I do not condone the violence in Afghanistan. In fact, I am a proponent of active non-violence, the same belief that motivated Gandhi and Martin Luther King, Jr. There is no excuse for the killings that followed the burning of the Qur'an. Those who committed these crimes must be punished, but so should those who are responsible in any way for the burning of these books. What they did is equally reprehensible, since they provided the spark that started the fire. Unfortunately, no court of human justice will ever be able to assign the appropriate punishments to all those involved. That we must leave in other hands.

I hope that the Americans may have learned a valuable lesson as a result of the burning of the Qur'an and its bloody aftermath, but somehow I doubt it. Rick Santorum clearly has not and many Americans probably did not either. How sad! Not only may the end of the war in Afghanistan have been delayed by this incident, but the Muslim world now has new evidence, if more were needed, that the West is waging a war against Islam. That may be the greatest tragedy of all. 
"When will they ever learn?" Pete Seegers asked more than fifty year ago in his anti-war protest song, "Where have all the flowers gone?" These words are as relevant today as when they were first composed. Americans should now be asking themselves, when will we ever learn?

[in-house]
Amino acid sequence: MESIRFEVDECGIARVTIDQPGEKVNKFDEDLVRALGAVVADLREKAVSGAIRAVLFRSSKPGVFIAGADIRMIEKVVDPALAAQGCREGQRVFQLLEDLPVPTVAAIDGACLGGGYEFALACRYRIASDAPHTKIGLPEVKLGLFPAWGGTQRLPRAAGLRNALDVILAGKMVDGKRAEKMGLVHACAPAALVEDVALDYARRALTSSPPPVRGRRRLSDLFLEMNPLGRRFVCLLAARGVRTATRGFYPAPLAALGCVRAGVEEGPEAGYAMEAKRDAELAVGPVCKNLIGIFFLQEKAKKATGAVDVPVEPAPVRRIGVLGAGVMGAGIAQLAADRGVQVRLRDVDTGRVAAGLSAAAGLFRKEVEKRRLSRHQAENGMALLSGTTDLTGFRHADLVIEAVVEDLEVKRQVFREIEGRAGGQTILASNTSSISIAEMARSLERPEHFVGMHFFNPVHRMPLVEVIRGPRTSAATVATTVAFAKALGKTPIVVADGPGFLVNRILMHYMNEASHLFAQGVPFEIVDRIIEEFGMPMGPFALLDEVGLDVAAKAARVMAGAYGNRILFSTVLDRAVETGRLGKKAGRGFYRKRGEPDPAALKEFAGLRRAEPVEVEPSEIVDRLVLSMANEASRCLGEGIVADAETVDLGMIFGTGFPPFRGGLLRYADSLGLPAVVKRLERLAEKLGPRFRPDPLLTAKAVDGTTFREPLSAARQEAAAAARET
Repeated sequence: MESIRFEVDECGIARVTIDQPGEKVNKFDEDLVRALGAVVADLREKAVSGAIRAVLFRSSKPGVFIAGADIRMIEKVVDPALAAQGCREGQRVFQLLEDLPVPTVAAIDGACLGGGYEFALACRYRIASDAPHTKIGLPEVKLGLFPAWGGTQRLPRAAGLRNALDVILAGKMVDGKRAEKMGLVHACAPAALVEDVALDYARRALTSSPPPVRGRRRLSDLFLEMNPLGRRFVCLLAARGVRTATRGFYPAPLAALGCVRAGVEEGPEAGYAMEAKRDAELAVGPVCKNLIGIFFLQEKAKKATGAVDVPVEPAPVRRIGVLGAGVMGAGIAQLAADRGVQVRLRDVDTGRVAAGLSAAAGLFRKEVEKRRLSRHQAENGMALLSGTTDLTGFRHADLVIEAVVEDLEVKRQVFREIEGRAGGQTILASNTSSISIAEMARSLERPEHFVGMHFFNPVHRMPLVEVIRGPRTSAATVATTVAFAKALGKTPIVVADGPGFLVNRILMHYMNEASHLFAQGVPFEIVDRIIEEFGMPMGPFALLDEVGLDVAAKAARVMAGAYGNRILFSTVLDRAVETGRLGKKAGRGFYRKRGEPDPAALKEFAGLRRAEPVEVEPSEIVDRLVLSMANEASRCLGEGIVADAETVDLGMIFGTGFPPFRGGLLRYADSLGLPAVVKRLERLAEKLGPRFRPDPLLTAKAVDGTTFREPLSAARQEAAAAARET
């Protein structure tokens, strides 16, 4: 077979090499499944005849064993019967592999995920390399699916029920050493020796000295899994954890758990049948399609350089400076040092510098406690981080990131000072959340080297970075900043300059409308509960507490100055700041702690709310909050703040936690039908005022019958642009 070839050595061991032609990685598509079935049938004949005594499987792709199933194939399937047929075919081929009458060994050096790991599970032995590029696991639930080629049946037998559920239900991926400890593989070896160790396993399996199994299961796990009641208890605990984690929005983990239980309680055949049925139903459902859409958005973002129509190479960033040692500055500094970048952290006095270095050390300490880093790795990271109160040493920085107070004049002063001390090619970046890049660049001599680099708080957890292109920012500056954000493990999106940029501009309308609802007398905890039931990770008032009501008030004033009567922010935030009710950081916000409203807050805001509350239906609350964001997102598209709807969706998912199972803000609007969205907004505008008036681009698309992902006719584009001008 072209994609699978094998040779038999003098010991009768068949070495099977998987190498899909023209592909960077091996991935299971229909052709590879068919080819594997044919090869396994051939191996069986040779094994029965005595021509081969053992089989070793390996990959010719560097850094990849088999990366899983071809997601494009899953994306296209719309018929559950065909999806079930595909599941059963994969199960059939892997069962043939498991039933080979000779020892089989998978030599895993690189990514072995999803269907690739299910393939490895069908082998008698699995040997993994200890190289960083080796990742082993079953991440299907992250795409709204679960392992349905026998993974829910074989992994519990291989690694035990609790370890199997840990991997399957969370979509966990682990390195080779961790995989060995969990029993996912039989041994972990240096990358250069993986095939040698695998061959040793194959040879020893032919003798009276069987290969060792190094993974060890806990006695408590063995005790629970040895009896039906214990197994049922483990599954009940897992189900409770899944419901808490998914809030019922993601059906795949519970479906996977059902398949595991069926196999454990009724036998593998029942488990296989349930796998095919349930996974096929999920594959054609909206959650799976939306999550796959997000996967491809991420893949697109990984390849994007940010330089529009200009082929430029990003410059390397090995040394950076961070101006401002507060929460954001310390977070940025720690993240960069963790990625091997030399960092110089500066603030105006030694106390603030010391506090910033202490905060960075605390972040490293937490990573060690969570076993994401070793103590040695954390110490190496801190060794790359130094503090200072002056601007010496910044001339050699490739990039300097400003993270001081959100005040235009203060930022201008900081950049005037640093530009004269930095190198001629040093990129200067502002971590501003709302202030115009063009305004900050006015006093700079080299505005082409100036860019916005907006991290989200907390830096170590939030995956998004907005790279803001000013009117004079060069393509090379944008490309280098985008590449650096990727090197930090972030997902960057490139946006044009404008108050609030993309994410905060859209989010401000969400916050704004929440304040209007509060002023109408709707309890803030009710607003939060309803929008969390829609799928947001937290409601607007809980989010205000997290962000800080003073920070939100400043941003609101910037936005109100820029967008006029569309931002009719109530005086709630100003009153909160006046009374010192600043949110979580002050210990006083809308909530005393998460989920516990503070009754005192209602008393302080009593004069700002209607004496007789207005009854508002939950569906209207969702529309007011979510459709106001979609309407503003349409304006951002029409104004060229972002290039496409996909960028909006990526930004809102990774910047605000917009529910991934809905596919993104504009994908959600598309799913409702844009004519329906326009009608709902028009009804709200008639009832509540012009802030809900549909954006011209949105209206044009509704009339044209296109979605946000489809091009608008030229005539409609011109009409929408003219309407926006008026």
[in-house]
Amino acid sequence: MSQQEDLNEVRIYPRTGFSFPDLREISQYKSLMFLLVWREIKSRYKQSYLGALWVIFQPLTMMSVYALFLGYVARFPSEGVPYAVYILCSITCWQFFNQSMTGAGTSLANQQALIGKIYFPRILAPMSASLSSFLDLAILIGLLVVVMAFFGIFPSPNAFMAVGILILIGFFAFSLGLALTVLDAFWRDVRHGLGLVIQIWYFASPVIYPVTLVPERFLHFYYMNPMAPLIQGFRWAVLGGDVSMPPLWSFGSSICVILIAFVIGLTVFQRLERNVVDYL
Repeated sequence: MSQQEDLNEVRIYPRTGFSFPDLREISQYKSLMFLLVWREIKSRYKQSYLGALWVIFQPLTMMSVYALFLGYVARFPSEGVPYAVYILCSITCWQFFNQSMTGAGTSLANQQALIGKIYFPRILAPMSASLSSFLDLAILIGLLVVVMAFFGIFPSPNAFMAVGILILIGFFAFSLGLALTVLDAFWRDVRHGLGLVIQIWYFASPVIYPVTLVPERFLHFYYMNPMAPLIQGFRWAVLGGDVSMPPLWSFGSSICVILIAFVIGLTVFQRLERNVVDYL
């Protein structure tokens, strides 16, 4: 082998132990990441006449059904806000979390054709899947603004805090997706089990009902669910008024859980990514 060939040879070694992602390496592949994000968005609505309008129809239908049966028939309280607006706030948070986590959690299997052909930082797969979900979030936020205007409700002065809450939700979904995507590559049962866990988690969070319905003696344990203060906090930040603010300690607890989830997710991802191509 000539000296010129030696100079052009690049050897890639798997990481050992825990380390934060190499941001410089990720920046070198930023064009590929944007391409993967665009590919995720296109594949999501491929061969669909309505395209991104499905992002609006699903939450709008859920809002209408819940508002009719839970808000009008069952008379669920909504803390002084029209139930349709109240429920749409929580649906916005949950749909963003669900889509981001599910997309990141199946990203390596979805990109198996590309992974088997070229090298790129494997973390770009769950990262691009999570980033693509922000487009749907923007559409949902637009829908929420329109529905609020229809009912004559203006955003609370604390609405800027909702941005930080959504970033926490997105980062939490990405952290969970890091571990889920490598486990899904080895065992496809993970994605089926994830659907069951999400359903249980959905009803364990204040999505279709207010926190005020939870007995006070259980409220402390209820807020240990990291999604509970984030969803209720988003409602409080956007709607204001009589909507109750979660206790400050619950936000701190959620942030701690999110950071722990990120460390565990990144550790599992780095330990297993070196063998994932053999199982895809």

1. I think you raise good points but that they're one sided. We know that even in Nigeria the pretext of an alleged desecration of the Qur'an has been used more than once to justify murder. In this sense it is symbolic of a strong demand for the acknowledgment of the absolute supremacy of Islam, demonstrating that the dhimmi can be annihilated with impunity if they swerve from submission. This is just an example, but I think it shows that there is more behind this than just some sensitive people who have been offended. It's even reminiscent in some ways of pogroms launched against Jews on the basis of their supposed sacrilege of some sort or another. Would you have just advised the Jews that they really must be more careful to respect the cross, or some such thing?

  2. The points you raise,Adrian, are VERY valid. And I feel there is no other side to consider here. For people who are stationed in an Islamic country, trying to protect local Muslim people from extremists and opportunists, not to understand the high reverence given to their scriptures by the whole population is inexcusably insensitive. Of course it sparked violence in that setting. We cannot gauge their reaction by what we would find reasonable or acceptable in our own culture. It is their country in which our troops are posted, their culture. When we do not understand or honour the culture of our hosts, with their religion and perceptions, we are no longer their guests. However the incident occurred, such a gross travesty can never be excused as a "mistake". I am a little surprised that President Obama, with his links to Islam, made a rather lame apology, and even more distressed by the ignorance and bias of a candidate I hoped would have a more sensitive and balanced perspective.